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Hydraulic systems transmit power by utilizing the pressure of fluid within a sealed system. The brakes on cars and trucks, wheelchair lifts, hydraulic jacks and wing flaps on aircraft typically employ hydraulic systems. Many manufacturers use hydraulic systems because they have many advantages over mechanical and electrical systems like offering up a lot of power in a small space, but if the fluid leaks from the system, this creates a problem and a disadvantage in the system, in that it won't work at all.

#### TL;DR (Too Long; Didn't Read)

Advantages of hydraulic systems include power, accuracy, efficiency and ease of maintenance. But they disadvantages too: they can leak, which makes them messy, and the fluids inside them are often caustic to paint and some seals.

## How Hydraulic Systems Work

Hydraulic systems use liquid to create pressure. Liquid particles are close together, meaning a liquid is almost incompressible. When the particles move, they strike each other and also bump against the walls of the container. Because the pressure in a liquid transfers in equal measure in every direction, a force applied at one point on a liquid transfers to other points on the liquid. You work out the pressure using the equation F ÷ (P x A), where P is the pressure in pascals, F is the force in newtons and A is the cross-sectional area in meters squared. This is known as Pascal's law.

In hydraulic systems, a small force across a small cross-sectional area transmits pressure and creates a large force over a larger cross-sectional area. Essentially, if you connect two cylinders, a large and a small one, and apply force to one cylinder, it generates equal pressure in both cylinders. Because one cylinder contains a larger volume, the force the larger cylinder produces is higher, although the pressure in the two cylinders remains the same.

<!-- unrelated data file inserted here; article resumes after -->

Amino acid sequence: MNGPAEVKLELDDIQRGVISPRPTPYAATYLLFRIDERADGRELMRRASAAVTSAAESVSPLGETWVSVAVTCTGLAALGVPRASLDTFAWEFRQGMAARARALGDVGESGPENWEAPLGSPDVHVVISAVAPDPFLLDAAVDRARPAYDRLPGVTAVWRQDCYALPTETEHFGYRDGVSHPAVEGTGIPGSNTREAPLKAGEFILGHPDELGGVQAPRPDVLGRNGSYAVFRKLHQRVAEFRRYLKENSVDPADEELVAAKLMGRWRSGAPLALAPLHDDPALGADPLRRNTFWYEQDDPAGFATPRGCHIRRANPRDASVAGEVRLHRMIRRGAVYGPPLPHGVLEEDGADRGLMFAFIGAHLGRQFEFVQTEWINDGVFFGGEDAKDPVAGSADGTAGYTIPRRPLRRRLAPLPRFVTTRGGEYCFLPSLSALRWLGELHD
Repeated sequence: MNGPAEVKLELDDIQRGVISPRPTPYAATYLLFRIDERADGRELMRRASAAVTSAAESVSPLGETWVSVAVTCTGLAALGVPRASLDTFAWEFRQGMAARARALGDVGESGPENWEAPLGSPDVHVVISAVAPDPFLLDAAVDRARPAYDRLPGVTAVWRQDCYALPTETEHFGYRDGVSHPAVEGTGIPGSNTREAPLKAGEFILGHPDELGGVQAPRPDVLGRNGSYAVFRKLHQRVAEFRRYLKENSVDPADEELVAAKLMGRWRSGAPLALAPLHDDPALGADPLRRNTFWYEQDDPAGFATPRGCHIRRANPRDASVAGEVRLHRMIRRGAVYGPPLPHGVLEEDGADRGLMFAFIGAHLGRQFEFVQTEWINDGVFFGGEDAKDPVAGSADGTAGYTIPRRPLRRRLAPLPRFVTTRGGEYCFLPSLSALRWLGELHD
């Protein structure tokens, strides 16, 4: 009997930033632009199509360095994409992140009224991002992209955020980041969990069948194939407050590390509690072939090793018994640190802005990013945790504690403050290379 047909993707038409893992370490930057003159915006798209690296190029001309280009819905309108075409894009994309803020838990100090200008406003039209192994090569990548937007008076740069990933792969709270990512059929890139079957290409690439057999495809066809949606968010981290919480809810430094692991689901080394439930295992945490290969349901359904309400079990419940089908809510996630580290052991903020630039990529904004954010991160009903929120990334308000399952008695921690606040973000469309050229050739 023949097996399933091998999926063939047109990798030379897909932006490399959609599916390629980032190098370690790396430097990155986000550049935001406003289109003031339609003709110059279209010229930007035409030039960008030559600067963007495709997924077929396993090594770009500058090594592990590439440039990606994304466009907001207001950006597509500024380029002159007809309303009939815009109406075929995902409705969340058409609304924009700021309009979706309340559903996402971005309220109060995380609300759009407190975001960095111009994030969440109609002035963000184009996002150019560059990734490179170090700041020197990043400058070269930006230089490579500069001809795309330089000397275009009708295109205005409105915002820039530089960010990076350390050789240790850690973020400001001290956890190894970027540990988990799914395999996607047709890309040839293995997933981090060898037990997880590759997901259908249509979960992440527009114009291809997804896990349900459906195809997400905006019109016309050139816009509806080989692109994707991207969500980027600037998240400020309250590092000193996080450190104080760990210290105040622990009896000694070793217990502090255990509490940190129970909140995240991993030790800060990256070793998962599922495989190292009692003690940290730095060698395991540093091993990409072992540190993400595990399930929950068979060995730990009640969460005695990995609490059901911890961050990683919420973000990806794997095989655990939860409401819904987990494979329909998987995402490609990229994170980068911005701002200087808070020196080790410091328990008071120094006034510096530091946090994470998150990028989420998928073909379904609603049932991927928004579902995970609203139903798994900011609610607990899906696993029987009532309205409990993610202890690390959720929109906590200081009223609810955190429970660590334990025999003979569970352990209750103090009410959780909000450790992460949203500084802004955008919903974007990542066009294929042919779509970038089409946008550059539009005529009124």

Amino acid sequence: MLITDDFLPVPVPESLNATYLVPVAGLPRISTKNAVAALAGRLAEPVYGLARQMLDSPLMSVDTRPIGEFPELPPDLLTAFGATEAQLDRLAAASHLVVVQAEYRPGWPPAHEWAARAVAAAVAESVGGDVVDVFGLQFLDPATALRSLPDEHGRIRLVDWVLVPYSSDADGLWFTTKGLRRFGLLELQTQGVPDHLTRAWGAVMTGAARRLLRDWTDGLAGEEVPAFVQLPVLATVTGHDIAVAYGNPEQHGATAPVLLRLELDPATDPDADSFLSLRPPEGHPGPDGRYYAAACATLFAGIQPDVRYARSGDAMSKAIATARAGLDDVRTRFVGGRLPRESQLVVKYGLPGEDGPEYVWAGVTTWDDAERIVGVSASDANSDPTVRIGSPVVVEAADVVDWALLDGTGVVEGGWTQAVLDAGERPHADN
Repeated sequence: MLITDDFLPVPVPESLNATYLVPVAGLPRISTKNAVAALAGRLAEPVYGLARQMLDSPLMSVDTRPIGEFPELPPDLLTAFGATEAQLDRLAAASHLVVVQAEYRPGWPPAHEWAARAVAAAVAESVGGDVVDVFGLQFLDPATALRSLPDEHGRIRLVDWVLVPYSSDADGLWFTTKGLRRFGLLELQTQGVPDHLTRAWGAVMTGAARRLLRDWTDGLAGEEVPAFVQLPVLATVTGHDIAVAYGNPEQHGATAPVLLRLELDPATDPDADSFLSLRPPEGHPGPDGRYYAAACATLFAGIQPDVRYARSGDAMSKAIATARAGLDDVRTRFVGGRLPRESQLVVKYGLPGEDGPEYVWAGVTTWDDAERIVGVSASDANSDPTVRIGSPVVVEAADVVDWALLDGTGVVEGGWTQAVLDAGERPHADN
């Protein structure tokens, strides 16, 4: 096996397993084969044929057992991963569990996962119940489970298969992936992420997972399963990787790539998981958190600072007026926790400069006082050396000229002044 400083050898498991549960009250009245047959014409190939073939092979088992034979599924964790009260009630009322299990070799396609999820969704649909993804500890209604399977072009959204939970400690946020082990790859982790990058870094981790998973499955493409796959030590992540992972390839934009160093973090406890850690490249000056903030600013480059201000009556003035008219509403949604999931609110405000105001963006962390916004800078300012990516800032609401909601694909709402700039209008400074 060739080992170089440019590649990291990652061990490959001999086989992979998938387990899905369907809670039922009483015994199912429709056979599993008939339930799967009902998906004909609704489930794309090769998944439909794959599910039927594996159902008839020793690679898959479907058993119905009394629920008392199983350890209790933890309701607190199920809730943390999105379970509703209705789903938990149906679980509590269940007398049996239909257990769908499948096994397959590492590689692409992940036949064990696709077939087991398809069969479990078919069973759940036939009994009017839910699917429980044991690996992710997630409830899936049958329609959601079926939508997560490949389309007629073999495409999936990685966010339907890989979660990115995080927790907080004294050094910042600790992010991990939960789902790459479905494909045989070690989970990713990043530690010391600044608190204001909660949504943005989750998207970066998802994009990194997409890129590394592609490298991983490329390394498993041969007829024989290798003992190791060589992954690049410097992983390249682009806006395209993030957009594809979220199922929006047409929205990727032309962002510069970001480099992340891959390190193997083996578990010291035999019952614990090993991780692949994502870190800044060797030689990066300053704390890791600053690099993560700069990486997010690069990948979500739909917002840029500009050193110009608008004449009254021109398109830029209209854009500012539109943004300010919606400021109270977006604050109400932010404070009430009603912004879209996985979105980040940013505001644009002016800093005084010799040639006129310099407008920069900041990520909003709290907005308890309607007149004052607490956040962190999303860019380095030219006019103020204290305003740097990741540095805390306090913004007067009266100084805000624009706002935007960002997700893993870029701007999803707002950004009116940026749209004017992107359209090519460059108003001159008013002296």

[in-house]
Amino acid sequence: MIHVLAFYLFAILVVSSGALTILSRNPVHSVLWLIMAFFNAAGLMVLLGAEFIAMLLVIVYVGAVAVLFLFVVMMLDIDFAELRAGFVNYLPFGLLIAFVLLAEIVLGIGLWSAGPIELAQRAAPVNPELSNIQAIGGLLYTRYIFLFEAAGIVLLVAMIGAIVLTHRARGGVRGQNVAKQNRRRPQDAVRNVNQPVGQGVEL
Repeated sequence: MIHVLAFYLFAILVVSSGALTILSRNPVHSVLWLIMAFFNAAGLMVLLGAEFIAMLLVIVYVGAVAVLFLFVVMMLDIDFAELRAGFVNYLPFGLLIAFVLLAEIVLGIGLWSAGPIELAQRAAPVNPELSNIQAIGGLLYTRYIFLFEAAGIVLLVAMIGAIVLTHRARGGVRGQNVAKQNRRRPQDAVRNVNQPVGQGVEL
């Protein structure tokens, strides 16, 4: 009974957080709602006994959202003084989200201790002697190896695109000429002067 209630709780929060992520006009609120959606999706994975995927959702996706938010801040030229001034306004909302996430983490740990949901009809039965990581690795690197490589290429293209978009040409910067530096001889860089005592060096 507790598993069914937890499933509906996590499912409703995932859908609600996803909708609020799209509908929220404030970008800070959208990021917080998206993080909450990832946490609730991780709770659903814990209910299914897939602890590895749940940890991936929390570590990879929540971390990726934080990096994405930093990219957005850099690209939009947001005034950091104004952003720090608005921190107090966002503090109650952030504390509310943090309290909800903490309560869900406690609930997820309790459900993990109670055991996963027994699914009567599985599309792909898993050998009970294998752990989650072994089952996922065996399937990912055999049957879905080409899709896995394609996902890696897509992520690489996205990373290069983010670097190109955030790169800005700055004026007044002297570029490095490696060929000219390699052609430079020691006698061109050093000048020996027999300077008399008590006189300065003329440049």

## Hydraulic System Examples

A hydraulic system most every driver uses every day, without thinking about it, is the brake system in your vehicle. Other examples include lifting equipment, such as hydraulic jacks and wheelchair lifts, lifting and excavating arms on backhoes and other heavy equipment, hydraulic presses, which produce metal components, and some parts of aircraft and boats, including wing flaps and rudders. Every hydraulic system follows the same basic principle. For example, a hydraulic jack lifts heavy loads with a pump plunger, which moves oil through both cylinders. Pulling the plunger back opens a suction valve ball and takes the fluid into the pump chamber. Pushing the plunger forward sends the fluid into an external discharge check valve, then into the cylinder chamber, closing the suction valve as it builds pressure inside the cylinder.